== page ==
Contact-centric: Some firms choose to make their CRM platform the base for martech strategy, selecting other tools (for social media monitoring, analytics, etc.) based on their integration with the CRM system. While this can be effective for “post-CRM” marketing (communications with customers and known prospects), it’s not helpful for managing the pre-CRM stage (e.g. SEO, online advertising, and top-of-the-funnel content planning).

Content-centric: This approach, reflected in the website visibility and engagement model for martech, puts content planning, targeting, and development at the base of strategy. It’s effective at addressing both the pre- and post-CRM phases of martech strategy.

The MarTech Bets Infographic

Here’s the infographic from Lenati and Chiefmartec.com.

Making The Right Martech Bets #InfographicYou can also find more infographics at Visualistan

Does the world need yet another website dedicated to marketing technology? Clearly, this site is based on a belief the answer is “yes,” particularly to address the concerns of small to midsized (SMB) B2B businesses.

While there are a number of established and varied marketing technology-focused sites around, most seem to fall broadly into two categories.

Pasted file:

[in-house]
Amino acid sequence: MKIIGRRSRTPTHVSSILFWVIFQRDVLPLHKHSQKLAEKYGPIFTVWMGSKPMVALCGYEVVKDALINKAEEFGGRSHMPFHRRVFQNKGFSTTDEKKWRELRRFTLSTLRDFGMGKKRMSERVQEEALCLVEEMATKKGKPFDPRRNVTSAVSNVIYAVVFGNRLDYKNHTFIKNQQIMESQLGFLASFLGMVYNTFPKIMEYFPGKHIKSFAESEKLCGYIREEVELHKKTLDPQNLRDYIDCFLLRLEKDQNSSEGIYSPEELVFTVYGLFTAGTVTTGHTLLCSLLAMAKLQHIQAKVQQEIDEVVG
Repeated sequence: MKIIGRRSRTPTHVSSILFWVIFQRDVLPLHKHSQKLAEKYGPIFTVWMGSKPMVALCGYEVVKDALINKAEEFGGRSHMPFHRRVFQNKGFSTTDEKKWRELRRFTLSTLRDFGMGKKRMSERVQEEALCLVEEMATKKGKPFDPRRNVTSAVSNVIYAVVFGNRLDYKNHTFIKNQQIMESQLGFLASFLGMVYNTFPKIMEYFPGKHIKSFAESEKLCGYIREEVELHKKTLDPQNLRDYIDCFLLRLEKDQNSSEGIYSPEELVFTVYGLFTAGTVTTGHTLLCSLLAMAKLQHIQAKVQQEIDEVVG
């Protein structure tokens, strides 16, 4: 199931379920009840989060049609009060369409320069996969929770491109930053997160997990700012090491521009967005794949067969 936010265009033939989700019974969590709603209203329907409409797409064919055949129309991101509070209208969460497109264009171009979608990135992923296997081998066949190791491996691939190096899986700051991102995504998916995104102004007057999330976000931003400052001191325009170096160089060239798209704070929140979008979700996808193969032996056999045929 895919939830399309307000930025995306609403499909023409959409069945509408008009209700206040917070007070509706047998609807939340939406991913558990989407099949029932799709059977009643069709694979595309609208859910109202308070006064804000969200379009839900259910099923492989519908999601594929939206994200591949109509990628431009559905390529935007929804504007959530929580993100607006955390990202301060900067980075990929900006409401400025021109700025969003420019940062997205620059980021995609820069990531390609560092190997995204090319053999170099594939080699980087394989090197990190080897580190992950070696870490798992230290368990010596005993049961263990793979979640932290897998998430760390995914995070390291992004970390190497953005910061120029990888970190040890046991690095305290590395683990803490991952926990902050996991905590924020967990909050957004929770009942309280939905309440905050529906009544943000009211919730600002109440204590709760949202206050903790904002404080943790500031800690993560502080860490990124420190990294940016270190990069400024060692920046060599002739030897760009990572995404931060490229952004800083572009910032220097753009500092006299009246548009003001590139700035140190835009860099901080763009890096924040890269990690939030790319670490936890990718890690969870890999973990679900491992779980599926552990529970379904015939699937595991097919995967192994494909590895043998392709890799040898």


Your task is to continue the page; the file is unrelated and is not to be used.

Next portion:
Expert (Enterprise Martech) Sites

These are the sites and blogs maintained by the industry analyst groups (Gartner, IDC, etc.) as well as experts like Scott Brinker of ChiefMartec, David Raab at Customer Experience Matrix, and Douglas Karr at the Marketing Technology Blog.

These brilliant writers and thinkers are among the top influencers in marketing technology, along with Lana K. Moore, Mike Quindazzi, Stewart Rogers, Joe Rizzo, Steve Woods, Matt Heinz, and others on this martech experts Twitter list.

They cover topics like big data analytics, blockchain technology, artificial intelligence (AI), augmented/virtual reality, and predictive analytics, which resonate with enterprise marketers—but aren’t often part of everyday life for SMB marketers.